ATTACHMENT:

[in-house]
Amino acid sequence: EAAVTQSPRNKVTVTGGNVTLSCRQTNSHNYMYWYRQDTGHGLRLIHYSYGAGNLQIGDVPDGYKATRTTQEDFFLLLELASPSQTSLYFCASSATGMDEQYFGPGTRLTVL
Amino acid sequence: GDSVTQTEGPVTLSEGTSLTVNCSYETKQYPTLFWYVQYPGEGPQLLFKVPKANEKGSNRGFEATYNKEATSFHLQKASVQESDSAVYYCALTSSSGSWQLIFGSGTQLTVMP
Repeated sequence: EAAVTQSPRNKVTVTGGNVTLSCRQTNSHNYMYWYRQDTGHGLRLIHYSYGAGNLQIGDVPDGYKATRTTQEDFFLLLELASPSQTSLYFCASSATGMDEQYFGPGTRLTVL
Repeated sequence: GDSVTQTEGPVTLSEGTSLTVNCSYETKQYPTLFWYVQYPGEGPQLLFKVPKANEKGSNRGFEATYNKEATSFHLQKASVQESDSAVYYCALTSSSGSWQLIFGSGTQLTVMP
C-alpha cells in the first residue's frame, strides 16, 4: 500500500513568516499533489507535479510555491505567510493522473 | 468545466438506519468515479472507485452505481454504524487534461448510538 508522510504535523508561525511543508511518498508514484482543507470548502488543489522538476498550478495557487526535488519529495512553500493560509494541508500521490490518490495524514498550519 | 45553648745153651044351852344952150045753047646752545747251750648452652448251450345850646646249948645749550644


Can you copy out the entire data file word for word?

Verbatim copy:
[in-house]
Amino acid sequence: EAAVTQSPRNKVTVTGGNVTLSCRQTNSHNYMYWYRQDTGHGLRLIHYSYGAGNLQIGDVPDGYKATRTTQEDFFLLLELASPSQTSLYFCASSATGMDEQYFGPGTRLTVL
Amino acid sequence: GDSVTQTEGPVTLSEGTSLTVNCSYETKQYPTLFWYVQYPGEGPQLLFKVPKANEKGSNRGFEATYNKEATSFHLQKASVQESDSAVYYCALTSSSGSWQLIFGSGTQLTVMP
Repeated sequence: EAAVTQSPRNKVTVTGGNVTLSCRQTNSHNYMYWYRQDTGHGLRLIHYSYGAGNLQIGDVPDGYKATRTTQEDFFLLLELASPSQTSLYFCASSATGMDEQYFGPGTRLTVL
Repeated sequence: GDSVTQTEGPVTLSEGTSLTVNCSYETKQYPTLFWYVQYPGEGPQLLFKVPKANEKGSNRGFEATYNKEATSFHLQKASVQESDSAVYYCALTSSSGSWQLIFGSGTQLTVMP
C-alpha cells in the first residue's frame, strides 16, 4: 500500500513568516499533489507535479510555491505567510493522473 | 468545466438506519468515479472507485452505481454504524487534461448510538 508522510504535523508561525511543508511518498508514484482543507470548502488543489522538476498550478495557487526535488519529495512553500493560509494541508500521490490518490495524514498550519 | 45553648745153651044351852344952150045753047646752545747251750648452652448251450345850646646249948645749550644